Event Report

The Green Summit Denmark 2023 the second time brought together leading practitioners and in-house counsel from across the country and region to discuss the legal sector’s engagement with sustainability, ESG and climate action. This edition of the event focused specifically on the Corporate Sustainability Reporting Directive (CSRD) and Corporate Sustainability Due Diligence Directive (CSDDD).

After a welcome address by Anna Bauböck, editor of The Legal 500’s Global Green Guide, Maria Holst Levin, co-head of Kromann Reumert’s ESG group, made some opening remarks, pointing to the role lawyers have to play when it comes to ESG:

1. While lawyers should make it their purpose to work towards the green transition, sustainability has now been written into hard law requiring them to address this topic.

2. While lawyers may not have all the answers, they have all the skills necessary to advise on these issues and should work towards finding common solutions.

Before kicking off the first panel, Line Berg Madsen and Sofie Jensen, partner and director at Kromann Reumert respectively, introduced the new reporting requirements of the CSRD with a short presentation. They addressed:

  • the timeline and scope of application;
  • the concept of double materiality (impact materiality and financial materiality);
  • the need to engage top level management;
  • obtaining data in the value chain; and
  • other practical advice for steps of implementation.

Berg Madsen then proceeded to moderate the first panel consisting of the following speakers:

o Kristoffer Lykke-Olesen, head of ESG/sustainability reporting at ISS A/S

o Jonathan Leonardsen, head of sustainability at Balder Denmark

o Andreas Rasche, professor in the Department of Management, Society and Communication at Copenhagen Business School

o Martin Bang-Löwgren, head of sustainability at Polaris Private Equity

Key findings of the discussion included:

  • Use the ESG regulations in a value-creating manner: Deploy a smart mix of
    • the management system(s), information and knowledge you have already, and
    • the new analysis, information and actions that are/will be required (double materiality assessment etc.).
  • Materiality matters.
  • Make it useful, not just for compliance or reporting purposes.
  • Keep it as simple as possible.
  • Define ownership, roles and responsibilities.
  • Apply smart systems, including digitals tools, which should be aligned with the legal requirements.
  • Keep the purpose of the business and the legislation in mind.
  • Take continuous steps to implementation and adjust as needed.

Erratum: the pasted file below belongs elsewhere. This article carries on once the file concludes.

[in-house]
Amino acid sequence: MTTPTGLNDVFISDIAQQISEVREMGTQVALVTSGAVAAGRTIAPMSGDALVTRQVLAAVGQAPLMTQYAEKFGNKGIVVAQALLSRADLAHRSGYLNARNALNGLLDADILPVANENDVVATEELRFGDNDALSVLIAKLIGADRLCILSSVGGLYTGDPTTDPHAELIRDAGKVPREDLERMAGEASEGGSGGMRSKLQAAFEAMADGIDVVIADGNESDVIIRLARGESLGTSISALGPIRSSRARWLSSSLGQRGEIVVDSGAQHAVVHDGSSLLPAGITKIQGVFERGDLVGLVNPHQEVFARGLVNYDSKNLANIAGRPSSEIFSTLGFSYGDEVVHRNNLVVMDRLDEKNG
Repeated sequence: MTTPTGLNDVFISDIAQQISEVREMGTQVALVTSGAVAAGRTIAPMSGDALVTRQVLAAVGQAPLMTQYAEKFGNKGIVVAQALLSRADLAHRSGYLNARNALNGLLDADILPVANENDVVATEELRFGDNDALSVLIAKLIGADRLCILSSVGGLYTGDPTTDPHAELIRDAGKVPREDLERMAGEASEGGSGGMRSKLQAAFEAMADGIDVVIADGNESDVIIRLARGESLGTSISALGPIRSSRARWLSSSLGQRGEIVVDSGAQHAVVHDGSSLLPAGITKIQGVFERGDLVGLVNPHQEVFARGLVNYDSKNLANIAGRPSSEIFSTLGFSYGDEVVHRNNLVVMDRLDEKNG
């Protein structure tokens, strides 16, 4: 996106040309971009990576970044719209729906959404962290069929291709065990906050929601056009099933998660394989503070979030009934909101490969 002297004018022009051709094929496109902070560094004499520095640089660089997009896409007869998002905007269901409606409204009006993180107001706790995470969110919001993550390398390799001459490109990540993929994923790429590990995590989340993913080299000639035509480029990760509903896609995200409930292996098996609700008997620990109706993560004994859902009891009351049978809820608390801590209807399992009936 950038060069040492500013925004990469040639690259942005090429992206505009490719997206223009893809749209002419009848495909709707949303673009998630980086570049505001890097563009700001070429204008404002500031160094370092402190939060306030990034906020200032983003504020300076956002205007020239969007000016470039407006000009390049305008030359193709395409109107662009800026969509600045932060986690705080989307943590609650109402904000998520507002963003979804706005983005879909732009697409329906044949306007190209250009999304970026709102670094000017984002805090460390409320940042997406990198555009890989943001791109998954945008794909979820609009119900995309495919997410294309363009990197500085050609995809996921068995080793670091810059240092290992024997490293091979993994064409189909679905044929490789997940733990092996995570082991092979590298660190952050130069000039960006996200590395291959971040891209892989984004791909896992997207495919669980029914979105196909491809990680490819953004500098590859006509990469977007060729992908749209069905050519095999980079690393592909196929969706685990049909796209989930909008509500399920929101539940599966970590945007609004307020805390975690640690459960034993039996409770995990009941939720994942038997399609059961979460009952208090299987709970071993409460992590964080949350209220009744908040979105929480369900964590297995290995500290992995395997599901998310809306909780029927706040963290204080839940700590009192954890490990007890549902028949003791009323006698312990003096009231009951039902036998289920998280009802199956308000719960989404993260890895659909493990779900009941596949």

The speakers concluded with their top advice on what can lawyers contribute:

Bang-Löwgren: “Materiality assessment is key; it will help you move from compliance to something that is useful.”

Lykke-Olesen: “Lawyers can make the complex more simple.”

Leonardsen: “Lawyers can help define what it is we need to collect data on, and keep track of relevant topics.”

Rasche: “Don’t overfocus on compliance but ask for the purpose of compliance.”

After a short coffee break, Jensen introduced the second panel session with a presentation on the new requirements of the CSDDD, covering topics such as:

  • value chain definitions (upstream, own operations, and downstream);
  • the scope of application to EU companies; and
  • provisions regarding liability (civil liability, and liability of board of directors).

Jensen then moderated the second panel consisting of the following speakers:

o Linda Nielsen, professor in the Faculty of Law at the University of Copenhagen

o Sune Skadegaard Thorsen, founder & CEO of Global CSR

o Sarah Hempel, head of sustainability at Axcel

o Line Berg Madsen, partner at Kromann Reumert

Key take-aways from the discussion included:

  • Avoid approaching ESG regulation with a compliance mindset – rather seek to leverage the process and insights to strengthen your business.
  • It’s mandatory. Act now. Don’t wait to get started.
  • Ensure the board and top management are well informed.
  • Look at your own operations and do your own due diligence – only then can you ask businesses in your value chain to do the same.
  • Transparency is key to the whole management system.
  • Make contact with NGOs and civil society – they have an important role.
  • Know where your risks are, which your risks are and what you can do about them.
  • Keep it simple, and don’t over-implement.
  • Do it because it’s important for the planet – but it’s also good business.
  • If you make decisions that make sense business-wise, the regulators are unlikely to come after you.

The speakers concluded with their top advice to take back to the team:

Nielsen: “Start now with the mapping and gapping to see where the risks are.”

Skadegaard Thorsen: “Implement a management system in your own operations.”

Hempel: “Go back and read the standards. You need to make that investment: read them and implement them. And encourage boards to do it because it’s the right thing to do. Don’t just think of it as a compliance exercise that you want to make go away.”

Berg Madsen: “Look at the purpose of the CSDDD – what kind of company do you want to be?”

Holst Levin and Bauböck both concluded the event with some brief closing remarks, as attendees were invited to stay on for networking drinks over a selection of vegetarian canapes.

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